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Nope, it's 0.9 miles to the sports complex, and then up to another 0.75 miles depending on where a person wants to go within the UT campus. If you don't believe me, check it out on Google Earth.

What if they wanted to go to the tennis courts? The campus starts at 15th @ Trinity. 6th Street to 15th Street along Trinity St, that's 9 blocks, .6 miles. Even going into the heart of the campus is just fine as a reasonable walking distance, we walked from my friend's dorm to 6th Street, had a great time and walked back home. Hey, you don't have to take my word for it, go out on a Friday night or something and see all the students doing exactly that.

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We have 2 big stadiums downtown, a 3rd on the way and a convention center, these venues cannot move. There are restaurants and hotels that are built up around these places, this should be emphasized as the draw, not clubs.

Right on, I couldn't agree with you more. It's sort of obvious that the huge stadiums located on a grid street pattern with mass transit nearby should become the thing to develop and "save"... not a strip of bars along some industrial train tracks. I give it ten years when that side of downtown, east end, and Midtown are going to be hopping.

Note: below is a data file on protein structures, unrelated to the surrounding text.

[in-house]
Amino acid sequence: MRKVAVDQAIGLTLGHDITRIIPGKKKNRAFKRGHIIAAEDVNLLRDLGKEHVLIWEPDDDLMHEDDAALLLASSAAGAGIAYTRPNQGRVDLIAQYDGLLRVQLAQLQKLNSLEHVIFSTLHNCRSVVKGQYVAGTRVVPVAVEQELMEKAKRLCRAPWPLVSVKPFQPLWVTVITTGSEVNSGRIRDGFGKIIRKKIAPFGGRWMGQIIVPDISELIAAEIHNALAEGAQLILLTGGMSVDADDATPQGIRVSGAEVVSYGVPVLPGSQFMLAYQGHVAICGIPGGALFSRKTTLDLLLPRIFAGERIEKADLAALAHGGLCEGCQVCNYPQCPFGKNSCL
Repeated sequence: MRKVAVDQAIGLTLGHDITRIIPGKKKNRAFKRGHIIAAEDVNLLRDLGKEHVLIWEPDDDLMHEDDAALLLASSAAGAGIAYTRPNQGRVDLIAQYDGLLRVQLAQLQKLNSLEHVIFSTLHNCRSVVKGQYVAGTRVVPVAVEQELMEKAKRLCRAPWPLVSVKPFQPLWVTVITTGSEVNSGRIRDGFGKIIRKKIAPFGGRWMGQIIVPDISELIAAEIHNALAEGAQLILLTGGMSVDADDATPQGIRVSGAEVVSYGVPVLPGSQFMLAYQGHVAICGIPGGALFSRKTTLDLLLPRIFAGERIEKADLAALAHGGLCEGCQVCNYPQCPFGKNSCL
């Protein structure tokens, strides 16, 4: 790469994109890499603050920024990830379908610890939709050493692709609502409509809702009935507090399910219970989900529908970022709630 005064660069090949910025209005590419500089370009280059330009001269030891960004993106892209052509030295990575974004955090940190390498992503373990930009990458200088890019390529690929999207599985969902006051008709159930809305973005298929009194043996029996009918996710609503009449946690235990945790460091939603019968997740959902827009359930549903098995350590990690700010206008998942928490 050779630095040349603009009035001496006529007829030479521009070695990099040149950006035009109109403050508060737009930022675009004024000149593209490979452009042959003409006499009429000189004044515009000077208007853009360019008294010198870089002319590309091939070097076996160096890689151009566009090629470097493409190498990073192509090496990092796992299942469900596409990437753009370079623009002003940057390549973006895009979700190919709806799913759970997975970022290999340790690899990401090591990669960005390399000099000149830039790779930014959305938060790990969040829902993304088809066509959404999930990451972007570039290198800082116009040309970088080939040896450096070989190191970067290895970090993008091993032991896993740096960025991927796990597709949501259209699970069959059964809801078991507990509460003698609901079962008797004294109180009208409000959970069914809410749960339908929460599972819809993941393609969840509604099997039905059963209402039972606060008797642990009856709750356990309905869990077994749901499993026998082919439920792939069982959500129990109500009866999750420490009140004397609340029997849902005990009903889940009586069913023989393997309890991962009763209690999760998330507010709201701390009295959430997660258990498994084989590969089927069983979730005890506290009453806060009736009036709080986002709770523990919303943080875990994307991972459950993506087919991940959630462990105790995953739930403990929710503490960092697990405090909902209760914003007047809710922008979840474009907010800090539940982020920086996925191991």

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I'm no expert on UT, but I would suspect that any discussion of walking distances to 6th Street would center around the distance from the dorms to 6th Street. That is where the majority of people would be walking from. And, while I am sure that legions of alums have stories of drunken staggers home from 6th Street, most would not walk the mile or two home voluntarily. Still, it is likely that 6th Street got its start the same way Washington Avenue did, an abundance of cheap rents in old buildings that normal businessmen did not want or need. As it became popular, the students made it infamous. The rest, as they say, is history. Could that happen on Washington? Perhaps, but not likely. Rowdy bar districts are not tolerated like they once were. Even 6th Street itself is but a shell of what it once was. And frankly, the clubs opening on Washington do not lend themselves to long term stability. They are trendy. Trends change. The clubs will shut down and move. But, they are likely to be replaced by restaurants and more sedate bars, which would suit the locals just fine.